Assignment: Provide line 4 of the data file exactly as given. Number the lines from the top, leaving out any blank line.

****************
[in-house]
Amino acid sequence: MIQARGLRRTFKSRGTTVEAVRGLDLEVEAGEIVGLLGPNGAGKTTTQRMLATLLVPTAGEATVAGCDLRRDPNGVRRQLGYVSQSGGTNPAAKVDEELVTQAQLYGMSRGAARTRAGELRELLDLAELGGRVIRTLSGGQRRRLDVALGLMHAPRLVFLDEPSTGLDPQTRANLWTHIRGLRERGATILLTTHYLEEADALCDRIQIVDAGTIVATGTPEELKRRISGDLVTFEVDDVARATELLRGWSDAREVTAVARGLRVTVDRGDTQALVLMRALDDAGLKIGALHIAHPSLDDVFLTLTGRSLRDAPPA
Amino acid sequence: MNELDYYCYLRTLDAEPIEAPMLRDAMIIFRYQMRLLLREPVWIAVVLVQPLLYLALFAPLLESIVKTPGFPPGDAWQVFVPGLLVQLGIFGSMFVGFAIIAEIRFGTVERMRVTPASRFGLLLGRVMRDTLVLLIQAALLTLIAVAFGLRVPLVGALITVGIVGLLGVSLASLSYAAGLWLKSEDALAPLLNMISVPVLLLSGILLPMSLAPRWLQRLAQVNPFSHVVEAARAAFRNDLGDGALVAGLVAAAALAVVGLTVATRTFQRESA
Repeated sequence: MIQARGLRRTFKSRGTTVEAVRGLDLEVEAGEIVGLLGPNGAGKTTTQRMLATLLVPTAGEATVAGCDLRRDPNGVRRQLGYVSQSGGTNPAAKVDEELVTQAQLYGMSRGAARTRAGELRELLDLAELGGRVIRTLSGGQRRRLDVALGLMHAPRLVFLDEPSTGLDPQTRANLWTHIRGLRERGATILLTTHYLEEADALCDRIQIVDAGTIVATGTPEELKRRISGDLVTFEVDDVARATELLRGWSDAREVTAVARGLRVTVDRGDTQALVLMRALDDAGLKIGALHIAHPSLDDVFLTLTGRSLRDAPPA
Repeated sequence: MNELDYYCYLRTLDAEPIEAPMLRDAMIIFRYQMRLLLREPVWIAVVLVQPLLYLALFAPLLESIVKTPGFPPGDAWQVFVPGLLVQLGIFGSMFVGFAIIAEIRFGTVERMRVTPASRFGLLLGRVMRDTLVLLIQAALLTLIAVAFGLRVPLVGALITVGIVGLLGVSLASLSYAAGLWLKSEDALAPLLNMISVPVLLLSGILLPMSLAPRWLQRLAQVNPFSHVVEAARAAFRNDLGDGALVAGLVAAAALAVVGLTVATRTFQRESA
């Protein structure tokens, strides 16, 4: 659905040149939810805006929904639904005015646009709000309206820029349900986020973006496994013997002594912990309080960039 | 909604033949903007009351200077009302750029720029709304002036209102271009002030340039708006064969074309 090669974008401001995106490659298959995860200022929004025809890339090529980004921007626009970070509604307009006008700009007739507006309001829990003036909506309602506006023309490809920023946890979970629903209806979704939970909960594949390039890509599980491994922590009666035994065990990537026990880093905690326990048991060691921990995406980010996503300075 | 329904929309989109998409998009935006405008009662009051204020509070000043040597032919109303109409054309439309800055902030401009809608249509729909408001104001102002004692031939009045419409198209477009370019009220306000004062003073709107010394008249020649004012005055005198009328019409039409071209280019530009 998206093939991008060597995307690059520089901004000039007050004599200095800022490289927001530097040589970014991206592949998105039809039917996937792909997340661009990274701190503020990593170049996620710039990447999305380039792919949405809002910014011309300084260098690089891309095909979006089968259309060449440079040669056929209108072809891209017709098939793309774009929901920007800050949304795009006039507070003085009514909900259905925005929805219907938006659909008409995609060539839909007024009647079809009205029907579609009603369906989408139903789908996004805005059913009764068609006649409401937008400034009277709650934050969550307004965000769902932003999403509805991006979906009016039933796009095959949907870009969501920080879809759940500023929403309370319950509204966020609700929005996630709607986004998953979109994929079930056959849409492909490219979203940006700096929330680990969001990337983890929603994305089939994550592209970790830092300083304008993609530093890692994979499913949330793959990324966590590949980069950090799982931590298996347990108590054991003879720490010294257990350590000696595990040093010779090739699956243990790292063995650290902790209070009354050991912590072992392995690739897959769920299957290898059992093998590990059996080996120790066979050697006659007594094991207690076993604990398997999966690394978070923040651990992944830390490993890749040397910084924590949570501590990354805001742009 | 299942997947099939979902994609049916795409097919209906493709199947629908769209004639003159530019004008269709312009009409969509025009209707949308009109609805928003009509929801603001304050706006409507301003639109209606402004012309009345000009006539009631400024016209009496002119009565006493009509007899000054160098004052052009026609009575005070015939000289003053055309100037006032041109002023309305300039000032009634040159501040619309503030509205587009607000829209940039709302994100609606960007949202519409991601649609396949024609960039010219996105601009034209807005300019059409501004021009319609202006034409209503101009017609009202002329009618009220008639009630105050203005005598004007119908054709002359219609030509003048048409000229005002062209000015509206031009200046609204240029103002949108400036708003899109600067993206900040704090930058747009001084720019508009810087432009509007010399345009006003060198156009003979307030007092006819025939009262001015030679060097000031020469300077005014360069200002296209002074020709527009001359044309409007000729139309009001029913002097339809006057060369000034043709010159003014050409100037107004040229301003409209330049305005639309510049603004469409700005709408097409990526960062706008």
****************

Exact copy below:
Repeated sequence: MIQARGLRRTFKSRGTTVEAVRGLDLEVEAGEIVGLLGPNGAGKTTTQRMLATLLVPTAGEATVAGCDLRRDPNGVRRQLGYVSQSGGTNPAAKVDEELVTQAQLYGMSRGAARTRAGELRELLDLAELGGRVIRTLSGGQRRRLDVALGLMHAPRLVFLDEPSTGLDPQTRANLWTHIRGLRERGATILLTTHYLEEADALCDRIQIVDAGTIVATGTPEELKRRISGDLVTFEVDDVARATELLRGWSDAREVTAVARGLRVTVDRGDTQALVLMRALDDAGLKIGALHIAHPSLDDVFLTLTGRSLRDAPPA